By Mike Thatcher | 23 March 2012
Deficient accounting by governments has been one of the causes of the sovereign debt crisis. So what can be done? Finance experts recently converged on Vienna to find a solution to this long-standing problem
George Osborne’s recent Budget highlighted the parlous state of the UK public finances. Borrowing in 2011/12 was expected to be £126bn, with public sector net debt set to peak at 76.3% in 2014/15.
These are frightening figures, but they could have been a lot worse. If the chancellor had chosen to highlight calculations based on Whole of Government Accounts rather than the UK’s National Accounts he would have caused a stir. For example, the deficit of £107bn in 2009/10 would have translated to £165bn under WGA.
Decisions such as these provide a dilemma for politicians across the globe. Modern accounting techniques – such as WGA – are based on accepted international standards and use accrual rather than cash accounting. They allow for proper comparisons and are more transparent – it’s harder to hide tricky items like pension liabilities or Private Finance Initiative commitments.
But inevitably, this makes the figures look worse. Perhaps, as a result, governments are hardly rushing to introduce accrual-based International Public Sector Accounting Standards. Fewer than 60 countries have introduced accrual-based accounting and only a handful currently use accrual-based budgeting.
To the public this may all seem to be an arcane argument carried out by bean counters with nothing better to do. But it does matter.
Inadequate accounting and auditing have clearly been factors in the sovereign debt crisis affecting Europe, the US and beyond. This was most obvious in Greece, where successive governments misreported official economic data. But the Greeks are not alone in adopting poor or dubious financial practices.
Germany, Italy, the Netherlands and Japan all still use cash accounting, as do India, Brazil and China. The German government recently ‘found’ an extra €55bn following an ‘accounting error’. This worked in its favour but several German cities are facing huge liabilities arising from interest rate swaps.
Meanwhile, in the US, the Government Accountability Office has been unable to express an opinion on the federal government’s consolidated financial statements for the past 15 years. The billionaire philanthropist Bill Gates has described the accounting methods used by some US states as ‘so blatant and extreme’ that ‘Enron would blush’.
We’ve now had bailouts in Ireland, Greece and Portugal and the introduction of technocratic governments in Athens and Rome. The US has lost its coveted triple-A credit rating and seen its debt levels pass $15.5 trillion.
With the crisis showing little sign of abating, the International Federation of Accountants recently convened a conference in Vienna to find a way forward. In his opening address, chief executive Ian Ball explained the frustration felt by those leading the profession globally.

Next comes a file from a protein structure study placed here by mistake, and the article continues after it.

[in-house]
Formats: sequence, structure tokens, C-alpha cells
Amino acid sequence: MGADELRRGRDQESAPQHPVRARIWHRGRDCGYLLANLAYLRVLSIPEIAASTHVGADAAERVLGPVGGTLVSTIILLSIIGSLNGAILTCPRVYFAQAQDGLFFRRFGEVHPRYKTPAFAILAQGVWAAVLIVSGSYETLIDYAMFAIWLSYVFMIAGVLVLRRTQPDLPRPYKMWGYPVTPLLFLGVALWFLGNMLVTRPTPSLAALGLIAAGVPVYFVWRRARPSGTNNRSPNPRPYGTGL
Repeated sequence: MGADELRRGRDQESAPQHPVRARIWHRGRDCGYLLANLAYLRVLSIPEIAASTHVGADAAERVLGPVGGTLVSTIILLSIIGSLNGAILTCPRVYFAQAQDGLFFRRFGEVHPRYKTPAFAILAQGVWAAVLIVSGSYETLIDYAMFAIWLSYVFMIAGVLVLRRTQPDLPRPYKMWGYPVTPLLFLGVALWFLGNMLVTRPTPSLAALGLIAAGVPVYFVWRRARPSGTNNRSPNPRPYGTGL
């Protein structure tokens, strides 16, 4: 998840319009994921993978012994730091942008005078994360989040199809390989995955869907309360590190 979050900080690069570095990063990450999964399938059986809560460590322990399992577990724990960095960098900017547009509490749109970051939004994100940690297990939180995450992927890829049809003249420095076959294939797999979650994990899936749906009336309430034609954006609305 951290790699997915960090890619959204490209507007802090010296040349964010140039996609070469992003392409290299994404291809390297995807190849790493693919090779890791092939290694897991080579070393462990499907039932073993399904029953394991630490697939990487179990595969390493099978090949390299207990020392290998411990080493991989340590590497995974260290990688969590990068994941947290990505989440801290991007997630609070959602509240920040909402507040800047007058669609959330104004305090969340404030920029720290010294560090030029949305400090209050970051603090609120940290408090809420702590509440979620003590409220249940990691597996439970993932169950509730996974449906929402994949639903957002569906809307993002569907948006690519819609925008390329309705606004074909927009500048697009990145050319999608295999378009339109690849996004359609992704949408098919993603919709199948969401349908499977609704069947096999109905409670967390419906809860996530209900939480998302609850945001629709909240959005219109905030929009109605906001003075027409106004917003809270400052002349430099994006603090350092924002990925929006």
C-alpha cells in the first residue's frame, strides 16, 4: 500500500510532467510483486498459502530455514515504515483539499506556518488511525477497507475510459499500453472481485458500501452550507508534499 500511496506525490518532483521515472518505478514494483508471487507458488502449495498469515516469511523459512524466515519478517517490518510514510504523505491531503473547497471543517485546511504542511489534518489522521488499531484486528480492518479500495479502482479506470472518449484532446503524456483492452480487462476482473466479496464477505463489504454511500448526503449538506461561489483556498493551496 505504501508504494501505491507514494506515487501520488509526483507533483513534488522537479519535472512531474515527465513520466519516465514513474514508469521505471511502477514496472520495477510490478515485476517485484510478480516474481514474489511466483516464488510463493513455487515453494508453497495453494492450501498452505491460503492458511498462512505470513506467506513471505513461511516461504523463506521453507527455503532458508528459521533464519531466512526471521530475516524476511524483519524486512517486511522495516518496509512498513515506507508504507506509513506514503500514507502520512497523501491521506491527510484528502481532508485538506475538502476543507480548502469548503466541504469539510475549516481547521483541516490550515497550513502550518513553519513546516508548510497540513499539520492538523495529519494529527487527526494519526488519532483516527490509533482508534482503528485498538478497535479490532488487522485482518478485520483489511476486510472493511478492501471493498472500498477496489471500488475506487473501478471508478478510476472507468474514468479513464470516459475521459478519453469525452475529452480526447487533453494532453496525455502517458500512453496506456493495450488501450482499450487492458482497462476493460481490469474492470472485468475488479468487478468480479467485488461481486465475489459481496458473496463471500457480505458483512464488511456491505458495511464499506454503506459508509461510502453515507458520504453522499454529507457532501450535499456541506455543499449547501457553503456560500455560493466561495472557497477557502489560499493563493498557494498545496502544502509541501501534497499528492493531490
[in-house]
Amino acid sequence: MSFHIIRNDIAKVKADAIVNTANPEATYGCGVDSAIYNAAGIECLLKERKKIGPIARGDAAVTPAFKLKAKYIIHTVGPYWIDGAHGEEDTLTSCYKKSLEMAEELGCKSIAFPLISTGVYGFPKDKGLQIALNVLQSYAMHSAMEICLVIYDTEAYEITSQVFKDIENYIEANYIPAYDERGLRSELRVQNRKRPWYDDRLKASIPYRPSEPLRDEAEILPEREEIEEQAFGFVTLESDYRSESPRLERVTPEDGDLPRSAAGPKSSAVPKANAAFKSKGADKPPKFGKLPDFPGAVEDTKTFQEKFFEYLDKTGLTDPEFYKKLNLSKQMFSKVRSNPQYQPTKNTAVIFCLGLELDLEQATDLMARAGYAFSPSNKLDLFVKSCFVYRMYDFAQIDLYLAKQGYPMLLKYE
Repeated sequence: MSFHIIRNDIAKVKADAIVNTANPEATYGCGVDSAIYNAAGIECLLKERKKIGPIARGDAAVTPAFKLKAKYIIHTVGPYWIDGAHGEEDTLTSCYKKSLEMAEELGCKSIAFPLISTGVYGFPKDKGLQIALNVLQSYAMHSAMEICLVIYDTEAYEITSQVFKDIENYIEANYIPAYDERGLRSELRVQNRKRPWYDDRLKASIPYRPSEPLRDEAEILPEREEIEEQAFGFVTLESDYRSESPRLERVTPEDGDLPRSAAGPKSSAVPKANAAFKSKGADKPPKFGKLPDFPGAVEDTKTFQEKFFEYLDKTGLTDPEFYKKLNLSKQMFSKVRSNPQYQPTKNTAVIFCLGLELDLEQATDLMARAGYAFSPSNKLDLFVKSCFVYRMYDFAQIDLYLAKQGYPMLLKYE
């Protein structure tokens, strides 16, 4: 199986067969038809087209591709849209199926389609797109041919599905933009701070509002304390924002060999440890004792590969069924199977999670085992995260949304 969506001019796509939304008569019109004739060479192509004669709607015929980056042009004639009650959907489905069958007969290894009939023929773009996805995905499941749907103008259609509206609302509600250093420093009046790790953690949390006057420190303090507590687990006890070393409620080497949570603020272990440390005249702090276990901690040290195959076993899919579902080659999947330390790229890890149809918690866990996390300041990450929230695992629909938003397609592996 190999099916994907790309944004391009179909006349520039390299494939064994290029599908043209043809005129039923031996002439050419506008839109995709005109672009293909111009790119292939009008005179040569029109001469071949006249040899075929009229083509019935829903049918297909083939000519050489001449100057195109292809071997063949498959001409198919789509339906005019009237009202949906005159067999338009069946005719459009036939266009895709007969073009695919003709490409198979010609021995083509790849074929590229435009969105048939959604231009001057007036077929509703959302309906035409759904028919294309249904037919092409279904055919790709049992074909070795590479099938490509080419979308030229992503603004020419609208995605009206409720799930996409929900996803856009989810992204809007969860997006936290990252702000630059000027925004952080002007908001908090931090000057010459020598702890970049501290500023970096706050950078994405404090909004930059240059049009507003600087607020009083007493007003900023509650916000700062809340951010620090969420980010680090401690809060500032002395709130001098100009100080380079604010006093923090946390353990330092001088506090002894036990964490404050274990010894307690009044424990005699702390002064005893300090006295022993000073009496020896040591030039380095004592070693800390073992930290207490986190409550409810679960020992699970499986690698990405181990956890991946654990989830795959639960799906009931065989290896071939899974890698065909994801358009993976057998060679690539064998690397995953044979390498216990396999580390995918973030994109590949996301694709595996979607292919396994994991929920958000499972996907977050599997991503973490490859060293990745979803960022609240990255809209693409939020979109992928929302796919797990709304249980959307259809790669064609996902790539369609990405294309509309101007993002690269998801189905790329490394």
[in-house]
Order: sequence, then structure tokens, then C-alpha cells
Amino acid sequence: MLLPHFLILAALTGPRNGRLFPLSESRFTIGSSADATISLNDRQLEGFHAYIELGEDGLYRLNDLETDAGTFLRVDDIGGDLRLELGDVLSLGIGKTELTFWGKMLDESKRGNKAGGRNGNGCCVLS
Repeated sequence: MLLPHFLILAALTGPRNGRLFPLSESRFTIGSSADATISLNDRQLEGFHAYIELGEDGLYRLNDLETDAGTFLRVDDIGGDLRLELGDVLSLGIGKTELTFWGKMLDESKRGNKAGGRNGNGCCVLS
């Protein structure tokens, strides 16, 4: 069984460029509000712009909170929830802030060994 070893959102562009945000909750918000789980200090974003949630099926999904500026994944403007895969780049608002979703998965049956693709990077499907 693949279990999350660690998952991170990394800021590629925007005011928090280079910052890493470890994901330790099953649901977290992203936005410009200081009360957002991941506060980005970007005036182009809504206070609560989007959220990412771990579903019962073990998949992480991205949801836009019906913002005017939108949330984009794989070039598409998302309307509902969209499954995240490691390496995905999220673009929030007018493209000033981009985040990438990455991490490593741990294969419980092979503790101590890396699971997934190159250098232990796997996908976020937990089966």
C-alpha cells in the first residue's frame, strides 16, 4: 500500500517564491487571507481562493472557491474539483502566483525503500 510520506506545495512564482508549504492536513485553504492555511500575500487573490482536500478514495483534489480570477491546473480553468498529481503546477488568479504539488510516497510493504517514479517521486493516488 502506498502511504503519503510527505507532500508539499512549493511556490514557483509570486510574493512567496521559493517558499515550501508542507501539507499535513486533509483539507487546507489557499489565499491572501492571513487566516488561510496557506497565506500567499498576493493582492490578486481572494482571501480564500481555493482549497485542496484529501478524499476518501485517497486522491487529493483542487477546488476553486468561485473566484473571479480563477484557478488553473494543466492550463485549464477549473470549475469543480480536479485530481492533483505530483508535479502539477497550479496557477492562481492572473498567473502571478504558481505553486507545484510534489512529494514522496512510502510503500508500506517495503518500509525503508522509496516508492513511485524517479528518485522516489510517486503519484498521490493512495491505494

‘It has been a matter of amazement that the crisis and instability that we have been going through for the past four years has resulted in so little examination of the role of the woefully deficient accounting, auditing and financial management provided by many governments.’
Ball has been a vocal critic of the slow progress made by governments with their accounting. He has described what went on in Greece as ‘financial reporting fraud’ and called for urgent reform.
IFAC used the conference to issue a policy paper calling for greater public sector financial management transparency and accountability. ‘While the problems highlighted by the sovereign debt crisis cannot be solved by better reporting alone, they cannot be solved in the long term without it,’ said Ball.
The federation wants governments to commit to several accounting reforms including: publishing audited financial statements within six months of year end; producing budgeting, appropriations and reporting on an accrual basis; and providing full transparency in fiscal positions ahead of general elections.
This will take some doing given where we currently are. Andreas Bergmann, the chair of the International Public Sector Accounting Standards Board, told the conference that progress had been made on accrual-based accounting but currently only four countries, one being the UK, makes use of accrual-based budgeting.
‘Budgeting is more difficult to tackle, as it is essentially a much more political business than accounting. The politicians need to be completely confident that the new system is living up to their expectations,’ Bergmann told Public Finance.
There is a strong consensus among accountancy bodies – including CIPFA, which has its own ‘Fixing the Foundations’ campaign – that accruals rather than cash is the right way to go. But buy-in from the politicians is much harder to achieve.
There was hope last year when the European Parliament’s Monetary and Economic Affairs Committee proposed mandating all 27 member states to adopt International Public Sector Accounting Standards within three years. But this has now morphed into a European Commission consultation into the advantages and disadvantages of applying the standards EU-wide. It will report back before the end of the year and, if the go-ahead is given, implementation will take another three to five years.
Ball has expressed concern at the delay, but he hopes that sense will eventually prevail. ‘One of the things that politicians don’t like is surprises,’ he explained to PF at the conference. ‘Well, if you’ve got a good financial system in place, you’ll still get surprises but you won’t get them as often and they won’t be as nasty as if you don’t.’